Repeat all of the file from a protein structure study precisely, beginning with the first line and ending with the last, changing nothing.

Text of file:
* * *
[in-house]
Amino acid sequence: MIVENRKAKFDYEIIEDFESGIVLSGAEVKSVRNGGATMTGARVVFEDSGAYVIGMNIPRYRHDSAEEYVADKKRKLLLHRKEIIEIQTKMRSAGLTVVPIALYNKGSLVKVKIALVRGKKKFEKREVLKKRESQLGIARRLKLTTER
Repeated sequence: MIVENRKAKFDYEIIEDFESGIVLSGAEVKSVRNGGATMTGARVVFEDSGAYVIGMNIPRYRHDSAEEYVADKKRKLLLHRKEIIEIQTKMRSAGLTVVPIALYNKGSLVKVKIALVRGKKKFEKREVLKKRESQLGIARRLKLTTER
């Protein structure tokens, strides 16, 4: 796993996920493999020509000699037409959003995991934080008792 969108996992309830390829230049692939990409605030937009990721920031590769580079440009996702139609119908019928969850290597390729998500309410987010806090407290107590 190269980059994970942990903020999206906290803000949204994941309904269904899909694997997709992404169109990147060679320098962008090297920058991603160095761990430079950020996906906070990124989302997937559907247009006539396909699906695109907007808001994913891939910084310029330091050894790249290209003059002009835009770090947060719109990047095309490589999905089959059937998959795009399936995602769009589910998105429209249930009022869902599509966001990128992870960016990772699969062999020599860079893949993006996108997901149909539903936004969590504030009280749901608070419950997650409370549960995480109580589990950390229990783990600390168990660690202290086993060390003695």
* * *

[in-house]
Amino acid sequence: MIVENRKAKFDYEIIEDFESGIVLSGAEVKSVRNGGATMTGARVVFEDSGAYVIGMNIPRYRHDSAEEYVADKKRKLLLHRKEIIEIQTKMRSAGLTVVPIALYNKGSLVKVKIALVRGKKKFEKREVLKKRESQLGIARRLKLTTER
Repeated sequence: MIVENRKAKFDYEIIEDFESGIVLSGAEVKSVRNGGATMTGARVVFEDSGAYVIGMNIPRYRHDSAEEYVADKKRKLLLHRKEIIEIQTKMRSAGLTVVPIALYNKGSLVKVKIALVRGKKKFEKREVLKKRESQLGIARRLKLTTER
């Protein structure tokens, strides 16, 4: 796993996920493999020509000699037409959003995991934080008792 969108996992309830390829230049692939990409605030937009990721920031590769580079440009996702139609119908019928969850290597390729998500309410987010806090407290107590 190269980059994970942990903020999206906290803000949204994941309904269904899909694997997709992404169109990147060679320098962008090297920058991603160095761990430079950020996906906070990124989302997937559907247009006539396909699906695109907007808001994913891939910084310029330091050894790249290209003059002009835009770090947060719109990047095309490589999905089959059937998959795009399936995602769009589910998105429209249930009022869902599509966001990128992870960016990772699969062999020599860079893949993006996108997901149909539903936004969590504030009280749901608070419950997650409370549960995480109580589990950390229990783990600390168990660690202290086993060390003695």